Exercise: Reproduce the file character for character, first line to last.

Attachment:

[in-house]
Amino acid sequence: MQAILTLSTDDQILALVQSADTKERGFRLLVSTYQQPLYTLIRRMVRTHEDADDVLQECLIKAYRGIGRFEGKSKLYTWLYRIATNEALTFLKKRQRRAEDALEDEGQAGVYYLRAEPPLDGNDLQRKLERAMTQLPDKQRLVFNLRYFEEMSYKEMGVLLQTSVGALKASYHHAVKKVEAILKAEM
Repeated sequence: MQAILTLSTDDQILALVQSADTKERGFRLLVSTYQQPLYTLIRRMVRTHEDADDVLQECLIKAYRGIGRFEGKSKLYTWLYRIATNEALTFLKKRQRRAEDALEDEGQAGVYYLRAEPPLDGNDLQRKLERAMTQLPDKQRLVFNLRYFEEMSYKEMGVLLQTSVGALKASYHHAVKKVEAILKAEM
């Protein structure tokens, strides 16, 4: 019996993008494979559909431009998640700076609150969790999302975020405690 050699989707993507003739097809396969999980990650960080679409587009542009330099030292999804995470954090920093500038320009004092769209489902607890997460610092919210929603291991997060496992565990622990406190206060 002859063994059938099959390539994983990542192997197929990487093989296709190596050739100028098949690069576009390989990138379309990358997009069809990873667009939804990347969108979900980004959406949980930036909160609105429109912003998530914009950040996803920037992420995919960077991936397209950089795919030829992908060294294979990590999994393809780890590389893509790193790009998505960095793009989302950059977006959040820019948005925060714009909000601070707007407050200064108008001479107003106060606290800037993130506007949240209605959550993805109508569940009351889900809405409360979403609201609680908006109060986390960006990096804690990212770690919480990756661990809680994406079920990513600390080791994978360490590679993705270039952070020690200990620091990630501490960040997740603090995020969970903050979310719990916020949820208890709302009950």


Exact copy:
[in-house]
Amino acid sequence: MQAILTLSTDDQILALVQSADTKERGFRLLVSTYQQPLYTLIRRMVRTHEDADDVLQECLIKAYRGIGRFEGKSKLYTWLYRIATNEALTFLKKRQRRAEDALEDEGQAGVYYLRAEPPLDGNDLQRKLERAMTQLPDKQRLVFNLRYFEEMSYKEMGVLLQTSVGALKASYHHAVKKVEAILKAEM
Repeated sequence: MQAILTLSTDDQILALVQSADTKERGFRLLVSTYQQPLYTLIRRMVRTHEDADDVLQECLIKAYRGIGRFEGKSKLYTWLYRIATNEALTFLKKRQRRAEDALEDEGQAGVYYLRAEPPLDGNDLQRKLERAMTQLPDKQRLVFNLRYFEEMSYKEMGVLLQTSVGALKASYHHAVKKVEAILKAEM
């Protein structure tokens, strides 16, 4: 019996993008494979559909431009998640700076609150969790999302975020405690 050699989707993507003739097809396969999980990650960080679409587009542009330099030292999804995470954090920093500038320009004092769209489902607890997460610092919210929603291991997060496992565990622990406190206060 002859063994059938099959390539994983990542192997197929990487093989296709190596050739100028098949690069576009390989990138379309990358997009069809990873667009939804990347969108979900980004959406949980930036909160609105429109912003998530914009950040996803920037992420995919960077991936397209950089795919030829992908060294294979990590999994393809780890590389893509790193790009998505960095793009989302950059977006959040820019948005925060714009909000601070707007407050200064108008001479107003106060606290800037993130506007949240209605959550993805109508569940009351889900809405409360979403609201609680908006109060986390960006990096804690990212770690919480990756661990809680994406079920990513600390080791994978360490590679993705270039952070020690200990620091990630501490960040997740603090995020969970903050979310719990916020949820208890709302009950």